Home » Easter and the chocolate hunt – how to find the happy balance

Easter and the chocolate hunt – how to find the happy balance

Guy Hazlewood    February 22, 2024    5 min read   

This year, Easter falls at the end of March, so it is right around the corner.

For many people, Easter means an extra-long weekend, spending time with family and friends, and enjoying tasty foods. For most of us, this includes lots of chocolate for adults and children alike.

Image: jamieanne on Flickr.

There are scientific reasons why chocolate tastes good and why we crave it. The complicated process of chocolate production involves fermentation, drying, roasting, and grinding cocoa beans. The chemical reactions that occur in each process create the chocolate flavours and aromas that our brains love. Chocolate also contains a very specific combination of sugar and fat that creates a delicious mouthfeel. This means that the delicate combination of sweetness, richness, creaminess, and texture is highly pleasing and satisfying to eat – and sometimes irresistible! It’s no wonder chocolate intake increases over Easter time.

Many people find it difficult to find a happy balance with chocolate, especially when trying to pursue a healthy lifestyle. Here are some tips to support Springfield residents this Easter:

· Chocolate doesn’t need to be a ‘guilty pleasure’. Flip the attitude; instead of guilt, savour it and feel enjoyment. There’s science to back up this approach; a study from 2014 in the United States showed that women who associated eating chocolate cake with celebration had more successful weight maintenance than those who associated eating it with guilt.

· Look for other ways to eat well over Easter. This season is ripe with the opportunity to incorporate vegetables and fruit into meals. If you are entertaining, consider how you can use vegetables as the main base for dishes, such as soups, casseroles, curries, and vegetable platters. You can also support your community by buying locally where possible, like a farmer’s market, a greengrocer, or your local butcher.

· Incorporate physical activity into your long weekend. With the added leisure time over Easter, you could incorporate more outdoor activities. For example, go for a walk in Robelle Domain, go for a bush walk, play a game of sport in the park or even backyard cricket with your family.

· It’s just one day (or weekend). Most people consume chocolate over Easter, and there’s no reason to beat yourself up about it. Remember that good health and wellbeing is all about balance over the long-term, including a focus on your mental, social and environmental health. If you are worried about consuming too much chocolate, try reminding yourself that Easter is just one weekend, include some fresh food and physical activity in your holiday, and prioritise your mental health by being social with your loved ones.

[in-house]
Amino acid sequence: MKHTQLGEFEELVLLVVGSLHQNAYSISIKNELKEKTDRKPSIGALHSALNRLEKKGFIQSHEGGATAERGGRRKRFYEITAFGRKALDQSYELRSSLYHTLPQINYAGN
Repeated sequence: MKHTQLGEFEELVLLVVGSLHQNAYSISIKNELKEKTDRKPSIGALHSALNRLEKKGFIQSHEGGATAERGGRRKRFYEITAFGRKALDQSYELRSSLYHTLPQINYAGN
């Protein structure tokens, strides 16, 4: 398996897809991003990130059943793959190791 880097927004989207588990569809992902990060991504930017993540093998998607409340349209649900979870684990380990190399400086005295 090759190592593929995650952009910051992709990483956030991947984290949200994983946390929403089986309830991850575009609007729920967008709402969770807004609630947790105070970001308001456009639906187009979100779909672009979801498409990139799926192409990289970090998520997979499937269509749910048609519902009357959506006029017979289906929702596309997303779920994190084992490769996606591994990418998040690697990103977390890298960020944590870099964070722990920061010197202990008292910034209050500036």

So, sit back, enjoy the happy moments of opening Easter eggs (or hunting for them). Let the chocolate work its magic in your mouth, feel happy (not guilty) and have a great Easter.

– Laure Baumgartner

The University of Queensland Centre for Community Health and Wellbeing at Springfield

The year ahead

Since establishing our research office in the Springfield Tower in 2023, we have met with over 100 community members and listened to their priorities on health and wellbeing.

We have heard a strong desire for support in pursuing physical health through healthy eating and physical activity.

We have also heard about potential projects to support mental health, financial wellbeing, social connection, and better support to prevent and respond to domestic violence.

In 2024, we would like to start work in many of these areas, and this cannot occur without a strong connection to the Springfield community.

To further strengthen the connection we have with the Springfield community, we want to start holding events and engagement opportunities that are relevant and useful, such as public talks and seminars, skill workshops, focus groups, and individual meetings. We want these activities to be highly accessible for all community members to attend, including being held in well-known local places with refreshments and amenities.

Next steps

We want to work together to start planning these events and activities.

If you would like to contribute to our planning in events and engagement, we would love to hear from you.

We want to partner with local businesses, health services, hospitality venues, community centres, schools, and other groups who share our vision for happy, healthy communities.

Partnerships could involve sponsoring an event, hosting an event, presenting, catering, facilitating community engagement and much more.

Ultimately, by working together, we will support Springfield families to live well through community-driven, evidence-based programs that make a healthy lifestyle the enduring standard.

Get in touch:

Email: lauren.ball@uq.edu.au

Phone: 0413 031 470

For more information, please visit cchw.habs.uq.edu.au.

– Professor Lauren Ball

The University of Queensland Centre for Community Health and Wellbeing at Springfield

Professor Lauren Ball and the UQ Centre for Community Health and Wellbeing team.

We are still conducting our Springfield Health and Wellbeing Check In survey. Please visit ​​loom.ly/9lzh85U or scan this QR code to take part.

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Guy Hazlewood